As I said, we are planning on sending a whole slew of our 
people over there to work to try to move this process along. 
From everything I can see, at the staff level, things are 
working just fine.
    Mr. JOHNSON. Thank you both for being here. Thank you, Mr. 
Chairman.
    Chairman MCNULTY. Thank the Ranking Member. Mr. Becerra may 
inquire.
    Mr. BECERRA. Thank you, Mr. Chairman. Thank you for being 
here. I apologize for having gotten here a little late.
    I know you have been asked a number of questions about 
where we are going, and I appreciate some of your responses, in 
terms of trying to bring on the staff that are needed to 
address the backlogs.
    Do you have a level of confidence that you are going to 
receive the dollars from the Administration, through their 
budget request, that you need? I know you have said that you 
have--if you get what the President has requested in his 
budget, that you would be happy with that. But getting what the 
President has requested in his budget, is that enough to get 
you where you need to go to try to markedly reduce this 
backlog?
    Mr. ASTRUE. I think so. I think it will make a significant 
downpayment. I am holding open the question of what we might 
need in the outyears, and whether we need to make some 
adjustment. We're not there yet.
    I think that getting that budget, though, is important. I 
am trying to make a personal commitment. We are trying to visit 
as many Members of the Appropriations Committees as possible. I 
think perhaps we have been guilty of relying too much on all of 
you and your colleagues over at the Finance Committee, and I 
don't want to make that mistake.
    So, I'm going on a regular basis to plead my case more 
broadly and am doing it again this afternoon.
    Mr. BECERRA. Now, do you believe--give us a sense, in a 
year--May 1, 2008.
    Mr. ASTRUE. Yes.
    Mr. BECERRA. What will you have accomplished, if you get 
the moneys that you--that the President requested?
    Mr. ASTRUE. I know people are impatient, and I sympathize 
with that. But it is going to take a little time to turn this 
around.
    Assuming that we get the President's budget, and we can 
hire ALJs on schedule, and there isn't a sudden turn in the 
economy that changes the number of applications in disability 
filers. We don't have precise numbers now--but, in general, we 
think what we're looking to, essentially, hold the line about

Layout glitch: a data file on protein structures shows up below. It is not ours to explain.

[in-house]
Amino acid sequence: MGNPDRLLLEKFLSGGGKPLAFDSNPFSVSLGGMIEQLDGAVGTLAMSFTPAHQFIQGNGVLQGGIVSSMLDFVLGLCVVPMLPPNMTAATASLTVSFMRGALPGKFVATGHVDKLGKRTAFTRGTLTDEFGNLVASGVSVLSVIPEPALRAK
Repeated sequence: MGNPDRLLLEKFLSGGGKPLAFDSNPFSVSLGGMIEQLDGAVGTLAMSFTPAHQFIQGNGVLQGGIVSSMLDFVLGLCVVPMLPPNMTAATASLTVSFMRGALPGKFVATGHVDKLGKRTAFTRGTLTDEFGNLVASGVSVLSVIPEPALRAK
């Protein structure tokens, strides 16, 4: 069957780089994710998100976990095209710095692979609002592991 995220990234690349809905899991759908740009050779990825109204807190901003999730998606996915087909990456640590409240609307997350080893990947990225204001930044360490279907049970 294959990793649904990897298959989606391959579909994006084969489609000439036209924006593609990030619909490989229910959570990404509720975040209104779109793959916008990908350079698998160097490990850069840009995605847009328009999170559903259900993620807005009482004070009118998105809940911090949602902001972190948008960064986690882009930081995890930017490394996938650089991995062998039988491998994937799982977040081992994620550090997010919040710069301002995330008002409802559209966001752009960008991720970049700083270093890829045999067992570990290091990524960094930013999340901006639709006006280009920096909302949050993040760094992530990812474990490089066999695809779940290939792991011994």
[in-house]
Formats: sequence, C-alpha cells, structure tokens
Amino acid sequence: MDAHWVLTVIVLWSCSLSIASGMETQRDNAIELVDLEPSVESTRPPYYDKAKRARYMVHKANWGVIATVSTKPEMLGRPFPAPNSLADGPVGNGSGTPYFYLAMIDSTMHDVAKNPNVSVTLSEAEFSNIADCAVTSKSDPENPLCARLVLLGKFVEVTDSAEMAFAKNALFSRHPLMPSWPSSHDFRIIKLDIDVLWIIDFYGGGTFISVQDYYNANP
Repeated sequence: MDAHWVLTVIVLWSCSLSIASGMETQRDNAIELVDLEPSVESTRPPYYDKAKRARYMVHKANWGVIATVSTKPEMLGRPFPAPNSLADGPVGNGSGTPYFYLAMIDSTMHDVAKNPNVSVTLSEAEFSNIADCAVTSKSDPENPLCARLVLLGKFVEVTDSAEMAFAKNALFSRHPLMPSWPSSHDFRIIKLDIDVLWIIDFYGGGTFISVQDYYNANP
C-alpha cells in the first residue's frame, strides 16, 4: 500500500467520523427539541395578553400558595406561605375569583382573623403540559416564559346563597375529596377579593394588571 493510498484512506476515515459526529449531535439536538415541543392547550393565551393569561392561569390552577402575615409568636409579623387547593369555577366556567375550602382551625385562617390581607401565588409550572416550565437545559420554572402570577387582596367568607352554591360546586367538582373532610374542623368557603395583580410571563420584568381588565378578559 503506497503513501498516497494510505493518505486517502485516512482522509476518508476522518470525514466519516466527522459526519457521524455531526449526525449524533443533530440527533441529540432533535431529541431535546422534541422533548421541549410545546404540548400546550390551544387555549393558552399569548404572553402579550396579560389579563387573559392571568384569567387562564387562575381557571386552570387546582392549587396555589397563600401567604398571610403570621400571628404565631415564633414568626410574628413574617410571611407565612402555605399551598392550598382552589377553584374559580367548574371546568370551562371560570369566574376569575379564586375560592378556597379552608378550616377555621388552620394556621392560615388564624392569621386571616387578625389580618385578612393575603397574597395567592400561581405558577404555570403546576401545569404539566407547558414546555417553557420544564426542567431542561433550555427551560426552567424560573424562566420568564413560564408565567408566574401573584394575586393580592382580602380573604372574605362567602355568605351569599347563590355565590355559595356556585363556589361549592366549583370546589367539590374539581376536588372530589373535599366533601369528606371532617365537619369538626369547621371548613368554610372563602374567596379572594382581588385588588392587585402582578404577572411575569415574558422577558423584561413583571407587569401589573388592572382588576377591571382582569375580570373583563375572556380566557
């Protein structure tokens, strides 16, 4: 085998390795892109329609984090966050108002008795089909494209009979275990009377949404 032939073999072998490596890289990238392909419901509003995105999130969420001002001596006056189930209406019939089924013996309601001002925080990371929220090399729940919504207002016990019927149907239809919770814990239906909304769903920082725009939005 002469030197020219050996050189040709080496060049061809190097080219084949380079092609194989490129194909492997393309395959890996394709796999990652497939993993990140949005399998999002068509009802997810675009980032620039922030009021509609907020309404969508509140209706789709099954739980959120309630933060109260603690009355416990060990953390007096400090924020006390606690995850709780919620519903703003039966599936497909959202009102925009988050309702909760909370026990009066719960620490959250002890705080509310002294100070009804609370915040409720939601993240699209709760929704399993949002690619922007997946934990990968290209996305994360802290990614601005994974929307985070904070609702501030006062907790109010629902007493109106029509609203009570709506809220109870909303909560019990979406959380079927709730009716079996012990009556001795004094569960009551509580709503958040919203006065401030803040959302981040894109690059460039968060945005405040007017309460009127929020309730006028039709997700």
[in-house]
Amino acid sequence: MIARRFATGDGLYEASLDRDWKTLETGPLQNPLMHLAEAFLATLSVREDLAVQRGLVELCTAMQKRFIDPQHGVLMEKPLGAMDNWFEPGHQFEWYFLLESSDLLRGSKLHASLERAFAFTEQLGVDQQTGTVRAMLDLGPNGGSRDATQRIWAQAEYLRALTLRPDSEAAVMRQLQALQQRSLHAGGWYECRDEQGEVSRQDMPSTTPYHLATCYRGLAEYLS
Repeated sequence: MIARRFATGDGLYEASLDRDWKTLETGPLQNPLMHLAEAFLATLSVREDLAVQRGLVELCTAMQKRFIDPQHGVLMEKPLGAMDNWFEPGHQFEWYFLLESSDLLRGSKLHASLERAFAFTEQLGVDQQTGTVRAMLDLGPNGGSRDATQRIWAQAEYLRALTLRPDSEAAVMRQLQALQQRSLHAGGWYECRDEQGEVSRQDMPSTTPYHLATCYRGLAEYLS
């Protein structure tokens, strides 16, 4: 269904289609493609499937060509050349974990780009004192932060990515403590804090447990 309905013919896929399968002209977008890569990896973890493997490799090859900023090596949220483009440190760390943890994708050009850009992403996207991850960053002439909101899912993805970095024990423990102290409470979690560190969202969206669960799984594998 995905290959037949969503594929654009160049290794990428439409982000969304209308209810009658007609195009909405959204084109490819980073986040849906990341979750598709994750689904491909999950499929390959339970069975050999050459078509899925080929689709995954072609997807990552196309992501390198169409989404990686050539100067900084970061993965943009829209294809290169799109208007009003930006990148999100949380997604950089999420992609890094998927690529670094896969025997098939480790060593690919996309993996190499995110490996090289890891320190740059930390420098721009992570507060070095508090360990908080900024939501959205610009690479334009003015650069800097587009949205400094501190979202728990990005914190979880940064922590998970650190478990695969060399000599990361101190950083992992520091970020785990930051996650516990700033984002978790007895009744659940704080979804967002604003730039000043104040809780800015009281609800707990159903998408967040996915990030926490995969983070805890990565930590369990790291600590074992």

where we are now until early next year.
    We think with the regulatory and legislative proposals 
we've got that hopefully will be out, with further progress on 
the system side, with additional ALJs, we will actually start 
to drive those down some time early next year. I can't give you 
a precise date.
    Our hope is that we can get it going down almost as fast as 
it went up. That's our goal. We think that if we can squeeze 
out of our budget room for the FTEs and the ALJs, and we get 
the budget, we can hire on time, we think that's an attainable 
goal.
    Mr. BECERRA. There were a lot of ``ifs'' in what you said.
    Mr. ASTRUE. There are a lot of ``ifs'' there, that's right.
    Mr. BECERRA. Okay. Is one of the ``ifs'' that, even if you 
get the money, you may not be able to hire the ALJs that you 
need?
    Mr. ASTRUE. I am assuming that that's going to go forward. 
There is pending litigation, and I think my main concern is the 
pending litigation might somehow interfere with our hiring of 
the ALJs. I am hopeful that that won't happen.
    Mr. BECERRA. You're hoping to at least not have the backlog 
increase.
    Mr. ASTRUE. Yes, that's right. We have actually taken some 
risk here. I had some concern--I was very clear with Deputy 
Commissioner deSoto when I came on, that I wanted to make 
reducing the ``aged'' cases a top priority. I understood, 
because those typically take, I believe, an average of 17 hours 
to clear up, that that might have a negative impact on the 
caseload, overall.
    Fortunately, we have been able to bring down those aged 
cases without too bad of an effect on the caseload, overall. 
When we have gotten rid of those ``aged'' cases, hopefully, it 
will be that much easier to keep it approximately level until 
the cavalry comes over the hill.
    Mr. BECERRA. So, do you think you're going to reduce the 
days that it takes to get these cases in and out the door?
    Mr. ASTRUE. Absolutely. I don't think we can do it any 
other way. That's the goal.
    Mr. BECERRA. Okay. But so, what--how many days will you 
reduce the wait, or the time it takes to process a case? What 
are some numbers?
    Mr. ASTRUE. Yes----
    Mr. BECERRA. Next year, May 1, 2008. Tell us, what will